Author(s): Rao AR, Motiwala HG, Karim OM
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Abstract The discovery of prostate-specific antigen (PSA) was beset with controversy; as PSA is present in prostatic tissue and semen, it was independently discovered and given different names, thus adding to the controversy. In this review we document the early research in this field to describe the chronology of the discovery of PSA. Using a comprehensive Medline search of the historical aspects of PSA, all relevant papers were reviewed; communication with the scientists involved in the discovery of PSA was an invaluable contribution. In 1960, Flocks was the first to experiment with antigens in the prostate and 10 years later Ablin reported the presence of precipitation antigens in the prostate. In 1971, Hara characterized a unique protein in the semen fluid, gamma-seminoprotein. Li and Beling, in 1973, isolated a protein, E1, from human semen in an attempt to find a novel method to achieve fertility control. In 1978, Sensabaugh identified semen-specific protein p30, but proved that it was similar to E1 protein, and that prostate was the source. In 1979, Wang purified a tissue-specific antigen from the prostate ('prostate antigen'). PSA was first measured quantitatively in the blood by Papsidero in 1980, and Stamey carried out the initial work on the clinical use of PSA as a marker of prostate cancer. Thus the discovery of PSA is interesting and surrounded by controversy. Although the credit for purifying PSA goes to Wang, other eminent scientists published research on this antigen. The initial work on PSA in semen was to asses its properties as a forensic marker for rape victims, but soon its potential as a marker for prostate cancer became evident.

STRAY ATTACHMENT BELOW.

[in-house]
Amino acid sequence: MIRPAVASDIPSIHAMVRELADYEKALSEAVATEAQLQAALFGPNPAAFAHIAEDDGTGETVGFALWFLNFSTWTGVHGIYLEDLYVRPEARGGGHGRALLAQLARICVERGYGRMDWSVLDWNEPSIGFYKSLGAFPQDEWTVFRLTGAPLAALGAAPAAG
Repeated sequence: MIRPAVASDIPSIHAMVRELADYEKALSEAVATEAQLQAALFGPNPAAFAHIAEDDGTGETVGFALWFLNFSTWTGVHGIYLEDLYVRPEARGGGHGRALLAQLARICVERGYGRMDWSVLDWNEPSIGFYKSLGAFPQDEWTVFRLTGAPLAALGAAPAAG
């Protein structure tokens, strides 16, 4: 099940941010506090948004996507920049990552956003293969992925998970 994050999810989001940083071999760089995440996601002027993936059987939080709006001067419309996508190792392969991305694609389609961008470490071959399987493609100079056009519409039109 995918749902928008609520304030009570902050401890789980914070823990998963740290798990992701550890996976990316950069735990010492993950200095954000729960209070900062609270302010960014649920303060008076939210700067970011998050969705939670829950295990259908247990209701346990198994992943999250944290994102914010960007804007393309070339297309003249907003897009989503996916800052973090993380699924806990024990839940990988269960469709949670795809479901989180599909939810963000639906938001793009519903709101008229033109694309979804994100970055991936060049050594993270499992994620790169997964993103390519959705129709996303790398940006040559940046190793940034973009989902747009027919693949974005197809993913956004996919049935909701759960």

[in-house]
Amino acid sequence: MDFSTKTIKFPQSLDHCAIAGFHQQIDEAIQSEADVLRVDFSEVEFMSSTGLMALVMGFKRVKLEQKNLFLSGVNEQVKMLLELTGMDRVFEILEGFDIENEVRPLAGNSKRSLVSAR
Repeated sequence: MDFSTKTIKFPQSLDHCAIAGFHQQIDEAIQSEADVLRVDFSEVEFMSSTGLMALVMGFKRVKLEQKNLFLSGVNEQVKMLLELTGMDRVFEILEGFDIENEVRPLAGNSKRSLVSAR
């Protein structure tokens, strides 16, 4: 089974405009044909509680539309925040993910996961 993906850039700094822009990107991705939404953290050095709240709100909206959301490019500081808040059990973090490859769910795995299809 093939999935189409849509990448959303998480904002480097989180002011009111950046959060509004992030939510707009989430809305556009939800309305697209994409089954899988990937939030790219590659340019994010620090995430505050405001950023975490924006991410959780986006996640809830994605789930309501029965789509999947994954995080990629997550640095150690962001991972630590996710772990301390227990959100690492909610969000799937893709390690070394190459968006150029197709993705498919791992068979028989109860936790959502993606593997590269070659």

This article was published in BJU Int
and referenced in Journal of Proteomics & Bioinformatics